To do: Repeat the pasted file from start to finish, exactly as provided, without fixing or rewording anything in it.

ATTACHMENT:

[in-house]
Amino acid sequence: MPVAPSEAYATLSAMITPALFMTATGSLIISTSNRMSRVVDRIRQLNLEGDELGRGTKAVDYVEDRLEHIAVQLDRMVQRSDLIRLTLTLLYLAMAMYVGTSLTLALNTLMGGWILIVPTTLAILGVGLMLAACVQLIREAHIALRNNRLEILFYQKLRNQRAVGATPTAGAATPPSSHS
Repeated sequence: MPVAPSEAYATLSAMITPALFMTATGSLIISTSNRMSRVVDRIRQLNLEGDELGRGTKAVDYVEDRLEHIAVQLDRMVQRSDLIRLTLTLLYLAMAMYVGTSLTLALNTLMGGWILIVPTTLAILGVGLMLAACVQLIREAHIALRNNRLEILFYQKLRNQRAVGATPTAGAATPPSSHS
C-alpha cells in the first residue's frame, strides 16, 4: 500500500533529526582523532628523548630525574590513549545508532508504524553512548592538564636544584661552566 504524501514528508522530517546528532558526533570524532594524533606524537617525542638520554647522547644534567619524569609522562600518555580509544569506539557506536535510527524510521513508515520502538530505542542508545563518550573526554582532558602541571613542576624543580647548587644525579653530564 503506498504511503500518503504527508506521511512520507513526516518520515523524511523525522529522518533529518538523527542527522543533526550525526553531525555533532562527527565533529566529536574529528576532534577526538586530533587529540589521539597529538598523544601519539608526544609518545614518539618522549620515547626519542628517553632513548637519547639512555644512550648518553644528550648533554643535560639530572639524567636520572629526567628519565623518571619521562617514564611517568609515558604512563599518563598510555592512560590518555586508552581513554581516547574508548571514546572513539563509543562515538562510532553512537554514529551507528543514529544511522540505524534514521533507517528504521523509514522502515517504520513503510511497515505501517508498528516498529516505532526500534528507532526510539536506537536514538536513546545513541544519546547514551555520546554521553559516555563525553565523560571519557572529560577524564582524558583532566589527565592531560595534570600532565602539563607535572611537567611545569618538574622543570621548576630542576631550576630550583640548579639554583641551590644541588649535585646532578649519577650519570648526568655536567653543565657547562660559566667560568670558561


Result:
[in-house]
Amino acid sequence: MPVAPSEAYATLSAMITPALFMTATGSLIISTSNRMSRVVDRIRQLNLEGDELGRGTKAVDYVEDRLEHIAVQLDRMVQRSDLIRLTLTLLYLAMAMYVGTSLTLALNTLMGGWILIVPTTLAILGVGLMLAACVQLIREAHIALRNNRLEILFYQKLRNQRAVGATPTAGAATPPSSHS
Repeated sequence: MPVAPSEAYATLSAMITPALFMTATGSLIISTSNRMSRVVDRIRQLNLEGDELGRGTKAVDYVEDRLEHIAVQLDRMVQRSDLIRLTLTLLYLAMAMYVGTSLTLALNTLMGGWILIVPTTLAILGVGLMLAACVQLIREAHIALRNNRLEILFYQKLRNQRAVGATPTAGAATPPSSHS
C-alpha cells in the first residue's frame, strides 16, 4: 500500500533529526582523532628523548630525574590513549545508532508504524553512548592538564636544584661552566 504524501514528508522530517546528532558526533570524532594524533606524537617525542638520554647522547644534567619524569609522562600518555580509544569506539557506536535510527524510521513508515520502538530505542542508545563518550573526554582532558602541571613542576624543580647548587644525579653530564 503506498504511503500518503504527508506521511512520507513526516518520515523524511523525522529522518533529518538523527542527522543533526550525526553531525555533532562527527565533529566529536574529528576532534577526538586530533587529540589521539597529538598523544601519539608526544609518545614518539618522549620515547626519542628517553632513548637519547639512555644512550648518553644528550648533554643535560639530572639524567636520572629526567628519565623518571619521562617514564611517568609515558604512563599518563598510555592512560590518555586508552581513554581516547574508548571514546572513539563509543562515538562510532553512537554514529551507528543514529544511522540505524534514521533507517528504521523509514522502515517504520513503510511497515505501517508498528516498529516505532526500534528507532526510539536506537536514538536513546545513541544519546547514551555520546554521553559516555563525553565523560571519557572529560577524564582524558583532566589527565592531560595534570600532565602539563607535572611537567611545569618538574622543570621548576630542576631550576630550583640548579639554583641551590644541588649535585646532578649519577650519570648526568655536567653543565657547562660559566667560568670558561